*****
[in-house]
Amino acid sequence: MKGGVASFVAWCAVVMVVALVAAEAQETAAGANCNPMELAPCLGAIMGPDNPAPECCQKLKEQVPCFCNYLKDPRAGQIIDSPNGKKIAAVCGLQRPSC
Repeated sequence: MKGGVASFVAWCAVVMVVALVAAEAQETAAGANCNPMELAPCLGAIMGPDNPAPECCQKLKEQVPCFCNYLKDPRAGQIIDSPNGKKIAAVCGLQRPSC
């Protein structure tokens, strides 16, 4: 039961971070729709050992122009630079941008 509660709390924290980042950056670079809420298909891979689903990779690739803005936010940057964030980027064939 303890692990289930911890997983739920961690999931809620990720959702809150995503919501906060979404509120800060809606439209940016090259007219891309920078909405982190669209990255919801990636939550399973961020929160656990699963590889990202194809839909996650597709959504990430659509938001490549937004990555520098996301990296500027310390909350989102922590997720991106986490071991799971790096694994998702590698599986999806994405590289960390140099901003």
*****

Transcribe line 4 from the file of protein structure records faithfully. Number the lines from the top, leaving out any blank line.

């Protein structure tokens, strides 16, 4: 039961971070729709050992122009630079941008 509660709390924290980042950056670079809420298909891979689903990779690739803005936010940057964030980027064939 303890692990289930911890997983739920961690999931809620990720959702809150995503919501906060979404509120800060809606439209940016090259007219891309920078909405982190669209990255919801990636939550399973961020929160656990699963590889990202194809839909996650597709959504990430659509938001490549937004990555520098996301990296500027310390909350989102922590997720991106986490071991799971790096694994998702590698599986999806994405590289960390140099901003």